Follow Slashdot blog updates by subscribing to our blog RSS feed

 



Forgot your password?
typodupeerror
Get HideMyAss! VPN, PC Mag's Top 10 VPNs of 2016 for 55% off for a Limited Time ×

Feed Techdirt: Craigslist Blamed Yet Again For Something It Didn't Do (techdirt.com)

Weren't we just pointing out that everyone seems to want to blame Craigslist for things that it has no responsibility for? The latest is Connecticut's Attorney General, who has attacked Craigslist for allowing ads for prostitution. This is hardly a new charge. Last summer, the mayor of Atlanta lobbed similar charges at Craigslist. But, of course, just like that time, the blame is misplaced. Craigslist is the tool provider, not the content provider. To blame Craigslist isn't just wrong, when it comes to illegal acts like prostitution, it's downright backwards. Why? Because as some police have realized, Craigslist is actually a really useful tool for police to track down and arrest people breaking the law.

So not only is placing the blame on the wrong party, it's doing so in a way that would only drive the prostitution further underground, making it harder for the police (and the Attorney General's office) to do their job. How smart is that? But it sure does generate headlines... The Attorney General, Richard Blumenthal, had this to say in a letter to Craigslist:

"I am astonished and appalled by Craigslist's refusal to recognize the reality of prostitution on its Web site -- despite advertisements containing graphic photographs and hourly rates, and widespread public reports of prostitutes using the site."
To which I can only reply: I am astonished and appalled by Richard Blumenthal's refusal to recognize the reality of liability and section 230 safe harbors -- despite it being the law of the land and widely known and discussed in legal circles.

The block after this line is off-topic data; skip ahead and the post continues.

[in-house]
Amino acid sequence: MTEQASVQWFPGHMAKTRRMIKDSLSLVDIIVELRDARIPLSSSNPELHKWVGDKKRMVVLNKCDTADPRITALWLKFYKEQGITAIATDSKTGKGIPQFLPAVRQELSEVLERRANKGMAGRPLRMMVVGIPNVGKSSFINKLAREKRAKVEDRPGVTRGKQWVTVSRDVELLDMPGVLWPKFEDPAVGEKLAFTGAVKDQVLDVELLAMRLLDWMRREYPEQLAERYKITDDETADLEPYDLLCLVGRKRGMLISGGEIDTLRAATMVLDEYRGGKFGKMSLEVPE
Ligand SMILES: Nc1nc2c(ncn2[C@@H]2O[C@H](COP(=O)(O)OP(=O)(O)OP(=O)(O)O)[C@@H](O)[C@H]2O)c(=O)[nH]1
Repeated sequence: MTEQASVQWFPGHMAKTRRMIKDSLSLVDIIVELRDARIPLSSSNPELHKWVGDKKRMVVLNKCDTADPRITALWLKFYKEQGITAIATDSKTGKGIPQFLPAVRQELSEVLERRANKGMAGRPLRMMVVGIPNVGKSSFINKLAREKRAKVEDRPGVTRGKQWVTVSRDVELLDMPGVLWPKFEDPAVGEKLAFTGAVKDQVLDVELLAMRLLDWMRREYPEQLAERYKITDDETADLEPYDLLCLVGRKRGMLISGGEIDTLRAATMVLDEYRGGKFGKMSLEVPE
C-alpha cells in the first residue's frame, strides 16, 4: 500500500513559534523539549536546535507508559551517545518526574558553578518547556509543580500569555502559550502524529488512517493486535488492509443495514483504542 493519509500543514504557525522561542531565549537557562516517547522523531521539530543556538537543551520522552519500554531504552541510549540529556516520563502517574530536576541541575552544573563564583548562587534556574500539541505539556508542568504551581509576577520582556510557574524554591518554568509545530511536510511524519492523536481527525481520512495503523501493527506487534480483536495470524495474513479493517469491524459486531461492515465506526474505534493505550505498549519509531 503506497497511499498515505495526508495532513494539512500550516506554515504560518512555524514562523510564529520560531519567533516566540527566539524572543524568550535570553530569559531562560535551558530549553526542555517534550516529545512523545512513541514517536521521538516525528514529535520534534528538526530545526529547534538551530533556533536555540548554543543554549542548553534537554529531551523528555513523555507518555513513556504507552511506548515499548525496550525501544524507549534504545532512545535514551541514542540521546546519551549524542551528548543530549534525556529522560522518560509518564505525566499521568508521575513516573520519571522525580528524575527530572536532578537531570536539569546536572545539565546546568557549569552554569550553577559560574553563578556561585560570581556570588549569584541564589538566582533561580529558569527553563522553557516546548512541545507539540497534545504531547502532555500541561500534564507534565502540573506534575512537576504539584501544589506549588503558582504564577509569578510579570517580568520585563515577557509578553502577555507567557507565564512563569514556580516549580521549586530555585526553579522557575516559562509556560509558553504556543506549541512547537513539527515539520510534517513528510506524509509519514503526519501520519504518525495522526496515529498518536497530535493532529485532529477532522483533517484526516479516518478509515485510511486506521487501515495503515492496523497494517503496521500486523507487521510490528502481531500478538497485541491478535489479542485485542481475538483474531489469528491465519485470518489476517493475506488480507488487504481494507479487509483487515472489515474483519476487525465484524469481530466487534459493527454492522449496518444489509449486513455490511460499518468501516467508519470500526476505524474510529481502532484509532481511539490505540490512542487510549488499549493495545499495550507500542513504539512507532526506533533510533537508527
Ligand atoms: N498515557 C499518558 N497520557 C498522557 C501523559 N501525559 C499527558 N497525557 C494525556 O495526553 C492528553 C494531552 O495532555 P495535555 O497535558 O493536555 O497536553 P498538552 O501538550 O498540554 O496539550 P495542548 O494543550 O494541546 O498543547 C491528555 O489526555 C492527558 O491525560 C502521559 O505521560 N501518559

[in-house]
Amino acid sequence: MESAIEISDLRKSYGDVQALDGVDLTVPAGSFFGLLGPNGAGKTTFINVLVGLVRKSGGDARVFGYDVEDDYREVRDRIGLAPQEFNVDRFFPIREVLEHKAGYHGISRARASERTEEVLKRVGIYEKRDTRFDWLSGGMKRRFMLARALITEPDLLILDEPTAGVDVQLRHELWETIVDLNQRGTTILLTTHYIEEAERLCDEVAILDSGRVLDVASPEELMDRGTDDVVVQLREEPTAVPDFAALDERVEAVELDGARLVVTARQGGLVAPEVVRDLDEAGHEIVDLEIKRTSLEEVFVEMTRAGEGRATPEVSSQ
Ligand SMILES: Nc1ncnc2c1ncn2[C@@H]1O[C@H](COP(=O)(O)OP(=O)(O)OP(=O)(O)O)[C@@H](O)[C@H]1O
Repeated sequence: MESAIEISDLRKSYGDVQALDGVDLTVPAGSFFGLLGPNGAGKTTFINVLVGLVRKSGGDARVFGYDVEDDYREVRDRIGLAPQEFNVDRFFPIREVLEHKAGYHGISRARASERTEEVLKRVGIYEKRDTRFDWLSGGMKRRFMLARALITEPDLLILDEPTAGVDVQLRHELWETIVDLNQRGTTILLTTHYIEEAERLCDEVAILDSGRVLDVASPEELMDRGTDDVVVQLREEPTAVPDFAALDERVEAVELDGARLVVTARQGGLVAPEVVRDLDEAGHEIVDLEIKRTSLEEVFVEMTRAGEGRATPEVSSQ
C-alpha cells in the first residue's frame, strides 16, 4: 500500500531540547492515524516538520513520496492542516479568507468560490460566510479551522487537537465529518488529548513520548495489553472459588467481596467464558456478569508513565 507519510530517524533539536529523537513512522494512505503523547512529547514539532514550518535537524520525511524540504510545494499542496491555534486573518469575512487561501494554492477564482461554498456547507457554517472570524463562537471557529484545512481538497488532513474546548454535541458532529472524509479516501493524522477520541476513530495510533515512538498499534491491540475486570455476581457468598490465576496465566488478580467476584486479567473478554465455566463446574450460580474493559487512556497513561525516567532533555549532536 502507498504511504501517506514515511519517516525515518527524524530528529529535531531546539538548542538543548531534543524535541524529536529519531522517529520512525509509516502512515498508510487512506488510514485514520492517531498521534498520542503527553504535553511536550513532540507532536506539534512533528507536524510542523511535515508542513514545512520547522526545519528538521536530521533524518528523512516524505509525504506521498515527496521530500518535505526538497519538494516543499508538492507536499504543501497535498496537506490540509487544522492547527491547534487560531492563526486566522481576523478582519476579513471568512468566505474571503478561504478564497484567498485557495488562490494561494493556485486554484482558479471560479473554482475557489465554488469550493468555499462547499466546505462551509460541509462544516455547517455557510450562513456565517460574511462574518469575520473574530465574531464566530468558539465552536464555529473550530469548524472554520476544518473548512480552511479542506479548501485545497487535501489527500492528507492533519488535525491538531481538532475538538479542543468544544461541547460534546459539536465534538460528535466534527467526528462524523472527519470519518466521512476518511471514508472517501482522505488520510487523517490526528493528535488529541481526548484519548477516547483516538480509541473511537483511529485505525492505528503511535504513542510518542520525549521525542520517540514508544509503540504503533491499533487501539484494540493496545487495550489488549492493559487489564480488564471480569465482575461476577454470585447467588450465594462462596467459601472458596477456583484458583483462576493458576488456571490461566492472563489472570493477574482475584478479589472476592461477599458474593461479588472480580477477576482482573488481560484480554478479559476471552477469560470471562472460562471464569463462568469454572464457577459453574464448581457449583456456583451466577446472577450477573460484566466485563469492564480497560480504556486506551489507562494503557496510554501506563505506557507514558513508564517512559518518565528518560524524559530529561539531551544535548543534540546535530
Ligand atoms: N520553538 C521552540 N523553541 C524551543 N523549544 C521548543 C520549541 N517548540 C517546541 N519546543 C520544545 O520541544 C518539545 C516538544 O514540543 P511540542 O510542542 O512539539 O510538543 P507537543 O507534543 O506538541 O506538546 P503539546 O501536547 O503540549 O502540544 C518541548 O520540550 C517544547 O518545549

Permalink | Comments | Email This Story


Biotech

Submission + - Newly discovered fungus threatens world wheat crop 5

RickRussellTX writes: "The UN reports that a variety of the rust fungus originally detected in Uganda in 1999 has already spread as far north as Iran, threatening wheat production across its range. The fungus infects wheat stems and affects 80% of wheat varieties, putting crops at risk and threatening the food sources for billions of people across central Asia. Although scientists believe they can develop resistant hybrids, the fungus is moving much faster than anticipated and resistant hybrids may still be years away.

Meanwhile, national governments in the path of the fungus are telling folks that there is nothing to worry about."

Slashdot Top Deals

Can anything be sadder than work left unfinished? Yes, work never begun.

Working...